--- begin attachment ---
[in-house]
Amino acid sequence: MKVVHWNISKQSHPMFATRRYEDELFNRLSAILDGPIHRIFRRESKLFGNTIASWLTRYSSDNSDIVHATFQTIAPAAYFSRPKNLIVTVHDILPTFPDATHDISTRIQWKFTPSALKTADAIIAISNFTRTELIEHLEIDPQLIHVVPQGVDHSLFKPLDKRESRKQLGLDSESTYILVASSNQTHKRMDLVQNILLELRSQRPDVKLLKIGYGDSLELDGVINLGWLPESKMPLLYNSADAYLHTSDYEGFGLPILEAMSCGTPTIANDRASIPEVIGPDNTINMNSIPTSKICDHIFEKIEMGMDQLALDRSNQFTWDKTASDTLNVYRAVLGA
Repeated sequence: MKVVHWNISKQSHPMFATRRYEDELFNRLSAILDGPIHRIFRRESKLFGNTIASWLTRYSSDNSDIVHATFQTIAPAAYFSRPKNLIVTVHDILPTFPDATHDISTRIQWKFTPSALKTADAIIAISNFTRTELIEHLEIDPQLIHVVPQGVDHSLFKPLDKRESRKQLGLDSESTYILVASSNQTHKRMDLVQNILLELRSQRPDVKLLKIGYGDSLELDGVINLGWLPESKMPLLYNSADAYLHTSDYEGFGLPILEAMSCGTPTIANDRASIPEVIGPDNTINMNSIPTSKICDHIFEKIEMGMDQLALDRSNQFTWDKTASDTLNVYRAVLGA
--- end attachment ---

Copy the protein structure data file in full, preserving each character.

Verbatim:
[in-house]
Amino acid sequence: MKVVHWNISKQSHPMFATRRYEDELFNRLSAILDGPIHRIFRRESKLFGNTIASWLTRYSSDNSDIVHATFQTIAPAAYFSRPKNLIVTVHDILPTFPDATHDISTRIQWKFTPSALKTADAIIAISNFTRTELIEHLEIDPQLIHVVPQGVDHSLFKPLDKRESRKQLGLDSESTYILVASSNQTHKRMDLVQNILLELRSQRPDVKLLKIGYGDSLELDGVINLGWLPESKMPLLYNSADAYLHTSDYEGFGLPILEAMSCGTPTIANDRASIPEVIGPDNTINMNSIPTSKICDHIFEKIEMGMDQLALDRSNQFTWDKTASDTLNVYRAVLGA
Repeated sequence: MKVVHWNISKQSHPMFATRRYEDELFNRLSAILDGPIHRIFRRESKLFGNTIASWLTRYSSDNSDIVHATFQTIAPAAYFSRPKNLIVTVHDILPTFPDATHDISTRIQWKFTPSALKTADAIIAISNFTRTELIEHLEIDPQLIHVVPQGVDHSLFKPLDKRESRKQLGLDSESTYILVASSNQTHKRMDLVQNILLELRSQRPDVKLLKIGYGDSLELDGVINLGWLPESKMPLLYNSADAYLHTSDYEGFGLPILEAMSCGTPTIANDRASIPEVIGPDNTINMNSIPTSKICDHIFEKIEMGMDQLALDRSNQFTWDKTASDTLNVYRAVLGA